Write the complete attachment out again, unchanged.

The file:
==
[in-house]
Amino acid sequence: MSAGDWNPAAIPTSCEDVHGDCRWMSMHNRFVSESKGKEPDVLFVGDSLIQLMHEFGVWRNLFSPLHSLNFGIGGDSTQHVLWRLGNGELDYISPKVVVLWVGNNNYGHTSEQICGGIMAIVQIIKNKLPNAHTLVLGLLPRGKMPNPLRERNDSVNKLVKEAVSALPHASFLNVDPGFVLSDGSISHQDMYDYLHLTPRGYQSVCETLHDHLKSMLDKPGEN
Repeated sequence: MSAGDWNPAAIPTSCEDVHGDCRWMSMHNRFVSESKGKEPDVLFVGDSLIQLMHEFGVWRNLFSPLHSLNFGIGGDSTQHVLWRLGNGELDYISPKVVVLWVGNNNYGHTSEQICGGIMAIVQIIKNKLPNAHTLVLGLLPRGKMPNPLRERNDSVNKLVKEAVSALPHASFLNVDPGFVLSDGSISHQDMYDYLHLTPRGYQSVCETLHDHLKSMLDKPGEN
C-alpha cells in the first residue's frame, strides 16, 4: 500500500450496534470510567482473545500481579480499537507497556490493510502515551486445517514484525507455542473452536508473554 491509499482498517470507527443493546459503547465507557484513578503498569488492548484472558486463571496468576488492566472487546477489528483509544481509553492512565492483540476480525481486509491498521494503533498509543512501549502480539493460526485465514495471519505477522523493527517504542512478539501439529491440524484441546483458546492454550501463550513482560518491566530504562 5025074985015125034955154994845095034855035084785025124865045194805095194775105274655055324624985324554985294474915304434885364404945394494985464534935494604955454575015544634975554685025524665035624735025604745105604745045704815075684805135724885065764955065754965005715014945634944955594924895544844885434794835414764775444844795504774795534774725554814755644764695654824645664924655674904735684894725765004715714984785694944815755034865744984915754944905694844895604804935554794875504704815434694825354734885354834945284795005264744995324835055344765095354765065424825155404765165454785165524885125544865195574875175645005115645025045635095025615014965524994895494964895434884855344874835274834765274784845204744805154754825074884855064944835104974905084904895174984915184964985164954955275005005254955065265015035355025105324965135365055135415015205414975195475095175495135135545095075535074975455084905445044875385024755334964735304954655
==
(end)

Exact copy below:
[in-house]
Amino acid sequence: MSAGDWNPAAIPTSCEDVHGDCRWMSMHNRFVSESKGKEPDVLFVGDSLIQLMHEFGVWRNLFSPLHSLNFGIGGDSTQHVLWRLGNGELDYISPKVVVLWVGNNNYGHTSEQICGGIMAIVQIIKNKLPNAHTLVLGLLPRGKMPNPLRERNDSVNKLVKEAVSALPHASFLNVDPGFVLSDGSISHQDMYDYLHLTPRGYQSVCETLHDHLKSMLDKPGEN
Repeated sequence: MSAGDWNPAAIPTSCEDVHGDCRWMSMHNRFVSESKGKEPDVLFVGDSLIQLMHEFGVWRNLFSPLHSLNFGIGGDSTQHVLWRLGNGELDYISPKVVVLWVGNNNYGHTSEQICGGIMAIVQIIKNKLPNAHTLVLGLLPRGKMPNPLRERNDSVNKLVKEAVSALPHASFLNVDPGFVLSDGSISHQDMYDYLHLTPRGYQSVCETLHDHLKSMLDKPGEN
C-alpha cells in the first residue's frame, strides 16, 4: 500500500450496534470510567482473545500481579480499537507497556490493510502515551486445517514484525507455542473452536508473554 491509499482498517470507527443493546459503547465507557484513578503498569488492548484472558486463571496468576488492566472487546477489528483509544481509553492512565492483540476480525481486509491498521494503533498509543512501549502480539493460526485465514495471519505477522523493527517504542512478539501439529491440524484441546483458546492454550501463550513482560518491566530504562 5025074985015125034955154994845095034855035084785025124865045194805095194775105274655055324624985324554985294474915304434885364404945394494985464534935494604955454575015544634975554685025524665035624735025604745105604745045704815075684805135724885065764955065754965005715014945634944955594924895544844885434794835414764775444844795504774795534774725554814755644764695654824645664924655674904735684894725765004715714984785694944815755034865744984915754944905694844895604804935554794875504704815434694825354734885354834945284795005264744995324835055344765095354765065424825155404765165454785165524885125544865195574875175645005115645025045635095025615014965524994895494964895434884855344874835274834765274784845204744805154754825074884855064944835104974905084904895174984915184964985164954955275005005254955065265015035355025105324965135365055135415015205414975195475095175495135135545095075535074975455084905445044875385024755334964735304954655